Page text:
Bernie Marcus, co-founder of Home Depot and founder of the Marcus Foundation, has made a major commitment to the Center for Neighborhood Enterprise’s Violence-Free Zone school violence reduction program based on results the VFZ initiative already has achieved. The Foundation will provide almost $3 million to the program over the next three years.
“I am impressed with the results I am seeing from the Violence-Free Zone program. As a businessman, I want to see outcomes and a better education system. Not only is violence being reduced in the schools where the VFZ has been operated, but I can see long-term transformation in the behaviors of young people who daily face some of the most severe challenges.”
“The program not only saves lives, but it is doing so at a lower cost to government. This has great potential as a national model to address the problem of youth violence and to prepare young people to receive education,” Marcus added.
The Violence-Free zone program has been implemented in two Atlanta middle schools by CNE’s community partner organization, Visions Unlimited. The new funding will allow Visions to extend the program to an additional four schools. The total for the 2009/2010 school year will consist of three middle and two high schools in the Atlanta Public Schools system; and one high school in Clayton County for an overall total of six schools.
The program works by marshaling the influence of young adults from the same neighborhoods or backgrounds as the students. Known as Youth Advisors, they work in the schools as hall and cafeteria monitors and mentor a caseload of high-need students identified by the schools as having behavior or other issues. Visions Unlimited hires, screens, and oversees the Youth Advisor teams in each school. The Center for Neighborhood Enterprise provides overall direction, training and technical assistance, and oversight for the program.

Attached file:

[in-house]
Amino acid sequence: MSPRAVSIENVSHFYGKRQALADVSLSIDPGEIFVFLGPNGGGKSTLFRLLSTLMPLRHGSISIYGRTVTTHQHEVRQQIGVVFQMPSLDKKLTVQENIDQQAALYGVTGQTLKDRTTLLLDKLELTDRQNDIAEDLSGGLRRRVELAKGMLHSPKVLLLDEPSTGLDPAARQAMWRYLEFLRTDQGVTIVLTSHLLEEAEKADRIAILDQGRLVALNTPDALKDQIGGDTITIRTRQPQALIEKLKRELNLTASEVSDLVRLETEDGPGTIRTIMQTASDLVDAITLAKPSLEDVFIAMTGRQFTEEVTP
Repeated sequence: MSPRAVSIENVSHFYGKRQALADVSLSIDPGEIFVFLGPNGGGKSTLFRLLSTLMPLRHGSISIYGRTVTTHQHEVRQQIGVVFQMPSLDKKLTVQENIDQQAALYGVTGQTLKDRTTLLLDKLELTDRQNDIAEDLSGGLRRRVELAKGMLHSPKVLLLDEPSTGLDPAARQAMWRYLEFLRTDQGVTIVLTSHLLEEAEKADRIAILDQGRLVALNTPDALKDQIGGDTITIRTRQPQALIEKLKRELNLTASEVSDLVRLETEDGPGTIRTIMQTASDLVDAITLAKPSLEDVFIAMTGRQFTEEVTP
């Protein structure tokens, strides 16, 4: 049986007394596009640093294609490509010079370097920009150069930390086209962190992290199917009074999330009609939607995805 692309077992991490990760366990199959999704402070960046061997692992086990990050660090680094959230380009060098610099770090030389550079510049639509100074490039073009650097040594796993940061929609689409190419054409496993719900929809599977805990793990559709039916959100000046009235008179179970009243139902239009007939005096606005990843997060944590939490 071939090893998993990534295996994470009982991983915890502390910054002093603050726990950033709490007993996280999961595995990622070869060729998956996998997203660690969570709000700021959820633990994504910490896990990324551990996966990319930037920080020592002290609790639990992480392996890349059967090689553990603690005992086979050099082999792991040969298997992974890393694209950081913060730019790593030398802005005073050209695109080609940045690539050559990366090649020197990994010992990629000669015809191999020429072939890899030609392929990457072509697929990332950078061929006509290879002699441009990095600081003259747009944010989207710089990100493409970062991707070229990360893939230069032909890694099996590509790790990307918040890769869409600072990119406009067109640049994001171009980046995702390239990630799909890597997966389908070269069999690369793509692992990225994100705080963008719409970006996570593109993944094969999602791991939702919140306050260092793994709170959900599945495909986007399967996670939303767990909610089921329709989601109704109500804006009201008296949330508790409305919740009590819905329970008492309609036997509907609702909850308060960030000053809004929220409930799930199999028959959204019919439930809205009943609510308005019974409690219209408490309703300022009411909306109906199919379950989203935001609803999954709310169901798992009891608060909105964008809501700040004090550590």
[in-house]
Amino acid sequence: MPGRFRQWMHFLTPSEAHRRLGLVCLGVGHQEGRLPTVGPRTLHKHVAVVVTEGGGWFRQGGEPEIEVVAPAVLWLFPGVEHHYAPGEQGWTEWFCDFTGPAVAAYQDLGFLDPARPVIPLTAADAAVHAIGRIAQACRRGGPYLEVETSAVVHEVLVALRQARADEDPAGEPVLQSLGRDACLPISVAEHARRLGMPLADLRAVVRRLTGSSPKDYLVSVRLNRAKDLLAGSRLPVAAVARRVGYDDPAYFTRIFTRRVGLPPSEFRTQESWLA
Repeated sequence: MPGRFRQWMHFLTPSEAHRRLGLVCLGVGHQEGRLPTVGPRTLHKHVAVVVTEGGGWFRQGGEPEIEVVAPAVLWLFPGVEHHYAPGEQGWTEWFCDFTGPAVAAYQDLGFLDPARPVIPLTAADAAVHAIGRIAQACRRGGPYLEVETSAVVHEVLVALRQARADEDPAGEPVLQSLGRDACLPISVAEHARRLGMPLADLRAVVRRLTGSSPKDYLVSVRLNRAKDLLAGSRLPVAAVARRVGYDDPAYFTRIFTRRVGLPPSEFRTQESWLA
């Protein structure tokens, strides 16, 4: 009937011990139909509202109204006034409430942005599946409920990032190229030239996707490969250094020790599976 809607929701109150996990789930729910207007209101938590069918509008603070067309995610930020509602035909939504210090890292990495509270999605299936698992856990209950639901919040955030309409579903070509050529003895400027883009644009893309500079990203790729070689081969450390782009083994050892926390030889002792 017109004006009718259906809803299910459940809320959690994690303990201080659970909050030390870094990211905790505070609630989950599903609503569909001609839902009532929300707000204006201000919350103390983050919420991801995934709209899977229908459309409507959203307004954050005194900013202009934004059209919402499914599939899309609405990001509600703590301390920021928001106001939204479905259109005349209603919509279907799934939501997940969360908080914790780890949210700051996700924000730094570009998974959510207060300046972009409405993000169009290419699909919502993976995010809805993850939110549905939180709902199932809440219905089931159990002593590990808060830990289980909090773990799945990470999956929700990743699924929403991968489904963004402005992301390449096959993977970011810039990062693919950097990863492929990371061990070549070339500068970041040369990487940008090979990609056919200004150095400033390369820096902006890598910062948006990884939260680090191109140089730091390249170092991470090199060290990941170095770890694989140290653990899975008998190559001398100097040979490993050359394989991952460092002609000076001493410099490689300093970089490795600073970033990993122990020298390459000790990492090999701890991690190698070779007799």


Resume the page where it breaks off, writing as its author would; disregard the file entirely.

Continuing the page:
The Marcus Foundation first provided funding to bring the Violence-Free Zone program to Atlanta after Marcus saw it in action in a Washington, DC school. The Foundation has provided nearly $8 million over the past seven years in the Washington, DC and Atlanta Violence-Free Zone programs.
During the 2008/2009 school year, the Violence-Free Zone program operated in 27 schools at six urban locations across the country. This included Atlanta (2); Baltimore (2); Dallas (14); Milwaukee (8); and Richmond, VA (1).
The VFZ was created by the Center for Neighborhood Enterprise. CNE was founded in 1981 by Robert L. Woodson, Sr., to help residents of low-income neighborhoods address the problems of their communities. In addition to the Violence-Free Zone youth violence reduction program, CNE provides training and technical assistance to community-based nonprofit service providers across the country and has a major program in adult financial literacy.
Visions Unlimited was founded and is directed by former school administrator Gwendolyn Poles Sands. Visions mounts programs in the schools and in lowincome communities for young people and families.